Norwegian labour leaders and industrial employers were heaving sighs of relief on Saturday, and probably getting some badly needed sleep. After marathon mediation that ran 23 hours into overtime, they managed to ward off a major strike late Friday night that could have sparked several more.
It’s high season for wage and benefits negotiations in Norway. The settlement reached between the large trade union federation Fellesforbundet and employers’ organization Norsk Industri sets the tone for lots of other labour talks through the spring.
That’s why its so important for all the other upcoming negotiations. Now there’s reason for other labour organizations to expect raises similar to the 3.7 percent pay hikes agreed for tens of thousands of industrial workers.
Nearly 30,000 of them had been poised to walk off their jobs at shipyards, oil supply firms and many other industrial firms around the country. Their top union leader, Fellesforbundet leader Jørn Eggum, claimed that the settlement achieves the main goal of the threatened strike: to strengthen purchasing power at a time of rising prices. “That’s an important victory for Norwegian wage earners,” Eggum said.
Both he and Norsk Industri leader Stein Lier-Hansen could claim victories, though, with Lier-Hansen relieved that a strike was avoided and that various working conditions were “modernized.” He noted that “many topics” were up for negotiation, from wage levels to continuing education for workers. Both sides were also keen not to contribute to any spiraling inflation ahead.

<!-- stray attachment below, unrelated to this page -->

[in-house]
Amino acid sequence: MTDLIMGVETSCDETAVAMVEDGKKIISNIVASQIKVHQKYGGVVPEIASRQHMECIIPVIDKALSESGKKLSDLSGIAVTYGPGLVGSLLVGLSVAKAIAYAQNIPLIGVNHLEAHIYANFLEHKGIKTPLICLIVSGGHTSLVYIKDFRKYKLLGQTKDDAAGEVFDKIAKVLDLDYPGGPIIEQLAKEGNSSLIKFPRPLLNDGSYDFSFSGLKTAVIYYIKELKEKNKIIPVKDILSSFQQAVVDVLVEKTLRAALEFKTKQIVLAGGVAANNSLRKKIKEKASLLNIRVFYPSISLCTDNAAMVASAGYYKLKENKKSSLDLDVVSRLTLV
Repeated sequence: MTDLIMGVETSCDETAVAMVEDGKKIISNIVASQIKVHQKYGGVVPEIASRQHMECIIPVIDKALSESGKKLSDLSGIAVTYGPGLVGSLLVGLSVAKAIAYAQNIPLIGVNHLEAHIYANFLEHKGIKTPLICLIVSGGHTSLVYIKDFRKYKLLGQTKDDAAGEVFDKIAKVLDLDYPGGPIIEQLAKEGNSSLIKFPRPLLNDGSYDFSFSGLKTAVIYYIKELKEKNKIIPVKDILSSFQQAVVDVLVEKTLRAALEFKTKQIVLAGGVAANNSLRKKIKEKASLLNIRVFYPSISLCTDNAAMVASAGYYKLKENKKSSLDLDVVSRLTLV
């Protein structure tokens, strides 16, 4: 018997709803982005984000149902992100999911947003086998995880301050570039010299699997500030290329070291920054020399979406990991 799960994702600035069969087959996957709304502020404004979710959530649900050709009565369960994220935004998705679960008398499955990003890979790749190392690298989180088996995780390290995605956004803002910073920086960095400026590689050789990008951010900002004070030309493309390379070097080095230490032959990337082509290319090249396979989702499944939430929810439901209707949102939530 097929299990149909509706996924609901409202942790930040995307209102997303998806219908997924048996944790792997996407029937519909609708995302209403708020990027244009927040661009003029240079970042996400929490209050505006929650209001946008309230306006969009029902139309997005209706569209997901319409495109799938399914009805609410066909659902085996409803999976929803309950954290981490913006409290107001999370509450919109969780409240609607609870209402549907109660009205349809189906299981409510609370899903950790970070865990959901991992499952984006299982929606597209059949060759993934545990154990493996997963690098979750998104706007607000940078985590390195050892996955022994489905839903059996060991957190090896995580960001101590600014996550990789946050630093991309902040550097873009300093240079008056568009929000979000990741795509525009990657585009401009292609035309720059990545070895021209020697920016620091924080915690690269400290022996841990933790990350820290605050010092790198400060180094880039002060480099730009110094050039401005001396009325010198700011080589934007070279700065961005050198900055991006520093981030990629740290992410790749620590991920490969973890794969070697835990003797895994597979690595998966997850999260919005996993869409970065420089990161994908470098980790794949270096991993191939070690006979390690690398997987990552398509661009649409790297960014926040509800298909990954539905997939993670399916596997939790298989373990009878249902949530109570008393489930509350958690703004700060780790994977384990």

“There will now be further development,” Lier-Hansen said at a late-night press briefing, that will apply “to some of the world’s best industrial workers, and it will take place within a framework that their employers can live with.”
State mediator Mats Ruland played a key role in the marathon talks that had continued well past a midnight deadline on Thursday and right up to midnight Friday. With economists expecting an overall price increase of 3.3 percent in Norway this year, the raise hammered out is meant to boost purchasing power lost last year when prices rose higher than wage settlements.
Ruland thanked both the trade union federation and the employers’ organization for their cooperation. He also thanked the government, which agreed to boost funding for trade schools that can help train workers and keep them updated at a time of rapid technological change. “That was absolutely critical in finding a solution here,” Ruland told reporters.
Media commentators have noted that no one wanted a strike just when worklife is returning to normal after the Corona crisis. The war in Ukraine is also creating great economic uncertainty, causing price hikes because of shortages tied to the war, and making any potential loss of production in Norway more disruptive than ever.
“These are tough times for many,” Eggum said. “That’s why it was so important to secure an adequate wage and benefit settlement.”
Its terms will now set the tone for other looming wage negotiations, even though nurses and teachers are so weary of lagging behind other groups with relatively low pay that they’re gearing up for strikes regardless. The 3.7 percent settlement, however, gives them a good starting point.